Mountain Views News, Combined Edition Saturday, May 8, 2021

MVNews this week:  Page 7

Mountain Views-News Saturday, May 8, 2021 7 
As Los Angeles County moves into the Yellow Tier, the least restrictive tier in the State 
of California’s ranking system, the Los Angeles County Board of Supervisors issued the 
following statement:
“This has been a long and difficult journey and we are so heartened to arrive at this 
latest milestone. Entering the Yellow Tier means we have reached the next-to-last stage 
before fully reopening, and this is another welcome sign we are moving toward a safe and 
healthy new normal, one that is guided by hope rather than fear.
“This new tier matches the sunny optimism of the season. Now it’s up to all of us to keep 
up the good work. It’s never been easier to get vaccinated, and that is the single most 
important action you can take to protect yourself, your family, and your community. 
Continuing to make smart choices now moves us closer to fully enjoying all the wonder-
ful things that Los Angeles County has to offer.” 
Moving from the Orange Tier into the least restrictive Yellow Tier means that capacity 
is increasing in a wide variety of settings, including private gatherings and celebrations. 
Bars are able to open indoors at 25% maximum capacity with significant safeguards. Ad-
ditional details will be provided by the Los Angeles County Department of Public Health 
on Wednesday and the new Health Officer Order will go into effect on Thursday.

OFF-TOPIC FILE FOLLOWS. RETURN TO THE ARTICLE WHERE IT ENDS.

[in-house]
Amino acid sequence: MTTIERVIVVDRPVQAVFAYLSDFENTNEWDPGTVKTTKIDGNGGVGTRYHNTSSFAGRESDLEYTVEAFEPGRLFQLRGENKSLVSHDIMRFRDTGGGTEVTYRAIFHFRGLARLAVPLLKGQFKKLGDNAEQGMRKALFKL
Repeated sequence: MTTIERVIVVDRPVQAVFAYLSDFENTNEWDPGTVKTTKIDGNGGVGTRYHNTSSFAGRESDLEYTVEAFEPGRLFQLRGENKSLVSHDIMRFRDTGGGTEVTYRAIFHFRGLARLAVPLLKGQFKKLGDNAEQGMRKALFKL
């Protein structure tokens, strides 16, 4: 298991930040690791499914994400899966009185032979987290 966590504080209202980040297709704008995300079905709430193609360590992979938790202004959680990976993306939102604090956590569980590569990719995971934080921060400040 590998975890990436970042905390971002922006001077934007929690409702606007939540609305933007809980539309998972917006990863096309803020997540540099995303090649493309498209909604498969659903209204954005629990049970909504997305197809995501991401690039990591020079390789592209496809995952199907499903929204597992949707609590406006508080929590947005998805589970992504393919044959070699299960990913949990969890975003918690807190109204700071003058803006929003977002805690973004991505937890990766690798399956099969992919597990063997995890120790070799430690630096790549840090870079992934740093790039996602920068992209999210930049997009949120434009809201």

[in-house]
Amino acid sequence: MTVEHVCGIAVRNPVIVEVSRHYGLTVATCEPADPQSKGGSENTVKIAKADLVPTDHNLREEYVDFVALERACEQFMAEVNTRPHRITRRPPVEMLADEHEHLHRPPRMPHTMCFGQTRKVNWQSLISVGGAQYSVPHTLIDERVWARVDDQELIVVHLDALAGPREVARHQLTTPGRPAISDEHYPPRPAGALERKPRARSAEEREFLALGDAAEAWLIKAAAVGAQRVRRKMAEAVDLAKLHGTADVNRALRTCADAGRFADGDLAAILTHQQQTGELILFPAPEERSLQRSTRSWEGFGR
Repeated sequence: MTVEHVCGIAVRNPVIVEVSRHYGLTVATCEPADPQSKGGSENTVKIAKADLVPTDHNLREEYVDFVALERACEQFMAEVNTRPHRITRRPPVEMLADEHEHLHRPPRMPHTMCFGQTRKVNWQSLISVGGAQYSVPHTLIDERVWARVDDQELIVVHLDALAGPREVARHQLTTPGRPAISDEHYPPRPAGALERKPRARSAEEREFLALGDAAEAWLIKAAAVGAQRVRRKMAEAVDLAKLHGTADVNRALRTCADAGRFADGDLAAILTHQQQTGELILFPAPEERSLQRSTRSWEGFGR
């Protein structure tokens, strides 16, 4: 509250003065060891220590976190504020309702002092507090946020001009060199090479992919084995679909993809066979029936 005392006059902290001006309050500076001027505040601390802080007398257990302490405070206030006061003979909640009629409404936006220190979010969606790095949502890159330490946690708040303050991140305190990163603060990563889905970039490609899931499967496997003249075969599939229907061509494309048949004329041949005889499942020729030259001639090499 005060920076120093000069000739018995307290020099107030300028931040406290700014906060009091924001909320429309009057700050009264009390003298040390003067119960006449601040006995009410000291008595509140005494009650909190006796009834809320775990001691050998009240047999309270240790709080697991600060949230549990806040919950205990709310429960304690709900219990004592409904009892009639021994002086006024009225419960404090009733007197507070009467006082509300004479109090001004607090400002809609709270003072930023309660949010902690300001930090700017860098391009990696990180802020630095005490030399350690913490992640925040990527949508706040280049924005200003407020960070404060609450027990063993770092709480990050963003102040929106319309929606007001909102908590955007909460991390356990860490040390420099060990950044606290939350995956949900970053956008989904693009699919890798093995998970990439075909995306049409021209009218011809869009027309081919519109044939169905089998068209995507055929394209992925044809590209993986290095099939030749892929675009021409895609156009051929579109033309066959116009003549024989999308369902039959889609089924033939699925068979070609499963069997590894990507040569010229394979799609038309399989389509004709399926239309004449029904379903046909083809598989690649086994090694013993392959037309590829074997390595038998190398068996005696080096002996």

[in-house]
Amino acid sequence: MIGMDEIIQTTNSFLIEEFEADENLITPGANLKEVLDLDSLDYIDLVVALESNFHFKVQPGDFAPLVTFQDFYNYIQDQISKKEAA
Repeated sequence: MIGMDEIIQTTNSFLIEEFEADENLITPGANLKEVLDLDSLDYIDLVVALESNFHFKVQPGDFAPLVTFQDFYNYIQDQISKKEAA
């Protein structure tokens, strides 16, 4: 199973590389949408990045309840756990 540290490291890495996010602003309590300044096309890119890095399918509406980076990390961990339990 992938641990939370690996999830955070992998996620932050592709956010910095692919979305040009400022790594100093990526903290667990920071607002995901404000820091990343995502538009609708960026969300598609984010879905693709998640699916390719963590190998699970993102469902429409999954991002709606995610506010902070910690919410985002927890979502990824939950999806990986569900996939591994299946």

The modifications to the Health Officer Order include the following: 
Amusement/Theme Parks/Fairs can increase capacity to 35%. Fully vaccinated out of 
state visitors are permitted.
Bars that do not provide meals can operate indoors at 25% capacity or 100 people, 
whichever is fewer. Masking always required, except when eating or drinking; drinking 
and eating only while seated. Tables must be at least 6 feet apart and no counter seating/
service. Maximum of 6 people from one household per table; if everyone in a group is 
vaccinated, 6 people can sit together from up to 6 different households. TV viewing is 
permitted. No live entertainment permitted indoors. Outdoors tables can have a maxi-
mum 8 persons per table from up to 3 different households; if everyone in a group is 
vaccinated, 8 people sit together from up to 8 different households. Live entertainment 
and TV viewing permitted outdoors. No counter seating/service.
Breweries, Wineries, Distilleries that do not serve meals can increase indoors capacity to 
50% or 200 people, whichever is fewer. No live entertainment permitted indoors. These 
establishments will follow the same public health directives as bars for their outdoor 
Restaurants can increase capacity for indoor dining to 50% capacity with continued safe-
ty modifications. There must be 6 feet distancing between tables. Maximum of 6 people 
from one household per table; if everyone in a group is vaccinated, 6 people can sit to-
gether from up to 6 different householdsCardrooms/Racetracks/Satellite Wagering Facilities can operate indoors at 50% capac-
ity. There must be 6-feet of distancing between tables and masks are always required. 
Food and beverages remain banned at the tables.
Fitness Centers can operate indoors at 50% capacity. Masks are always required unless 
Movie Theatres can operate at 50% capacity. Reserved seating only where each group is 
seated with at least 6 feet of distance between any other groups (in all directions); capac-
ity is limited to ensure that there is at least 6 feet of distance between groups. Seating 
sections can be established for fully vaccinated people without 6 feet distancing require-
ments provided there is 3 feet of distance between these sections and other seats in the 
theatre. Eating is allowed in only designated areas or in your reserved seat.
Family Entertainment Centers can operate at 50% capacity, 75% if all guests are tested or 
show proof of full vaccination. Masks are required.
Grocery and Retail Stores capacity remains limited to 75% with continued requirement